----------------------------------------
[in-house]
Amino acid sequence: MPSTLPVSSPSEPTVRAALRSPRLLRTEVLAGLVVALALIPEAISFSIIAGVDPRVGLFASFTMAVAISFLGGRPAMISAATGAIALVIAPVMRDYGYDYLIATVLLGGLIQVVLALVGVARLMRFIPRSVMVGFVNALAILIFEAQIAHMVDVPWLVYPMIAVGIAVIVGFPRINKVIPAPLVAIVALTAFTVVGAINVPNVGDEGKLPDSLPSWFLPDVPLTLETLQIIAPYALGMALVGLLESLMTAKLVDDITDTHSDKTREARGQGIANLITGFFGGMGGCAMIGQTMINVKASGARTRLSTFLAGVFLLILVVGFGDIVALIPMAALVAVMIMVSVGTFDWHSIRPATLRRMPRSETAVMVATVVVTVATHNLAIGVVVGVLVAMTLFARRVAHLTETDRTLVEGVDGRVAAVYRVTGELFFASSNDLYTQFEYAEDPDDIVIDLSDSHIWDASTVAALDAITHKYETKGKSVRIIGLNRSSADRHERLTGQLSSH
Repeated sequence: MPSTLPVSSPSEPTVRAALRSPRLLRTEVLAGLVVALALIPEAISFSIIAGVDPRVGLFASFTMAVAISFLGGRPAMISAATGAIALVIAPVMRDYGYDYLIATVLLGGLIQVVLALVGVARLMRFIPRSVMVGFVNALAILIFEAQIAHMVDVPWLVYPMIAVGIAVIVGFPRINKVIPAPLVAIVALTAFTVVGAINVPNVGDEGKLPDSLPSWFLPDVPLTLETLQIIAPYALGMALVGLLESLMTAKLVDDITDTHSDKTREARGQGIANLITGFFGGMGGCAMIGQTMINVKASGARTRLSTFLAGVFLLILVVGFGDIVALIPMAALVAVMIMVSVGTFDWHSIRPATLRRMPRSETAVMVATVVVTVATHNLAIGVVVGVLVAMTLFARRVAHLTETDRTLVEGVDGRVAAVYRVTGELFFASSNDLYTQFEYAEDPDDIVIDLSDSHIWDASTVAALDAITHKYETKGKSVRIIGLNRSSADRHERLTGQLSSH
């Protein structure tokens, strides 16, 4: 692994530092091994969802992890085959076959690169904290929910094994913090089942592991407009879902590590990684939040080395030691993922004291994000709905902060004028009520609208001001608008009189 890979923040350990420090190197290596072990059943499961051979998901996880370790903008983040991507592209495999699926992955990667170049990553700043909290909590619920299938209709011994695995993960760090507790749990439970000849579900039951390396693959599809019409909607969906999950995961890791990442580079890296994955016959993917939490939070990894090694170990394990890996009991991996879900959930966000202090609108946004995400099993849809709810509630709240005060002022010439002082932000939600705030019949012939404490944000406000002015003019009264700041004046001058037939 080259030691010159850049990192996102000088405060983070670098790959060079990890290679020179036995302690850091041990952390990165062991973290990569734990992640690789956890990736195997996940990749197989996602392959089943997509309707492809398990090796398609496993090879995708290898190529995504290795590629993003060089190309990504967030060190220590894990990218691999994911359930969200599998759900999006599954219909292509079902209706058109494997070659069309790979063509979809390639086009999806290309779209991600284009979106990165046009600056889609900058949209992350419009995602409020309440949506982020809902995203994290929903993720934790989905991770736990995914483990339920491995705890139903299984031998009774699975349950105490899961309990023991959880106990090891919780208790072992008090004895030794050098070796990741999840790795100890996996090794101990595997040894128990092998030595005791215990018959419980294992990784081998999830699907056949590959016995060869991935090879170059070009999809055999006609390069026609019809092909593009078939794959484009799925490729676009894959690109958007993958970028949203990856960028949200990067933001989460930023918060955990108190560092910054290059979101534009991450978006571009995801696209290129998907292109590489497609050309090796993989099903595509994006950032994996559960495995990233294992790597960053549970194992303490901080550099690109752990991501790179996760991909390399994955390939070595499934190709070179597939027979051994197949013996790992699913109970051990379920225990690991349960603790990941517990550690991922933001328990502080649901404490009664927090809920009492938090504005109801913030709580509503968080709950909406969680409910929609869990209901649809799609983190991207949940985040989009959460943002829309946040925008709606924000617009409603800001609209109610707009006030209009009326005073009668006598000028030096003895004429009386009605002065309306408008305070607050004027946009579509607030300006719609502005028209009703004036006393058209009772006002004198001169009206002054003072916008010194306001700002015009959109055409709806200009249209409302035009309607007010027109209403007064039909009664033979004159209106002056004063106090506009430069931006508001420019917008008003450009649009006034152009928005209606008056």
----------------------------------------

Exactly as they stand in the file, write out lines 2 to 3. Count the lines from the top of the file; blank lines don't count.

Amino acid sequence: MPSTLPVSSPSEPTVRAALRSPRLLRTEVLAGLVVALALIPEAISFSIIAGVDPRVGLFASFTMAVAISFLGGRPAMISAATGAIALVIAPVMRDYGYDYLIATVLLGGLIQVVLALVGVARLMRFIPRSVMVGFVNALAILIFEAQIAHMVDVPWLVYPMIAVGIAVIVGFPRINKVIPAPLVAIVALTAFTVVGAINVPNVGDEGKLPDSLPSWFLPDVPLTLETLQIIAPYALGMALVGLLESLMTAKLVDDITDTHSDKTREARGQGIANLITGFFGGMGGCAMIGQTMINVKASGARTRLSTFLAGVFLLILVVGFGDIVALIPMAALVAVMIMVSVGTFDWHSIRPATLRRMPRSETAVMVATVVVTVATHNLAIGVVVGVLVAMTLFARRVAHLTETDRTLVEGVDGRVAAVYRVTGELFFASSNDLYTQFEYAEDPDDIVIDLSDSHIWDASTVAALDAITHKYETKGKSVRIIGLNRSSADRHERLTGQLSSH
Repeated sequence: MPSTLPVSSPSEPTVRAALRSPRLLRTEVLAGLVVALALIPEAISFSIIAGVDPRVGLFASFTMAVAISFLGGRPAMISAATGAIALVIAPVMRDYGYDYLIATVLLGGLIQVVLALVGVARLMRFIPRSVMVGFVNALAILIFEAQIAHMVDVPWLVYPMIAVGIAVIVGFPRINKVIPAPLVAIVALTAFTVVGAINVPNVGDEGKLPDSLPSWFLPDVPLTLETLQIIAPYALGMALVGLLESLMTAKLVDDITDTHSDKTREARGQGIANLITGFFGGMGGCAMIGQTMINVKASGARTRLSTFLAGVFLLILVVGFGDIVALIPMAALVAVMIMVSVGTFDWHSIRPATLRRMPRSETAVMVATVVVTVATHNLAIGVVVGVLVAMTLFARRVAHLTETDRTLVEGVDGRVAAVYRVTGELFFASSNDLYTQFEYAEDPDDIVIDLSDSHIWDASTVAALDAITHKYETKGKSVRIIGLNRSSADRHERLTGQLSSH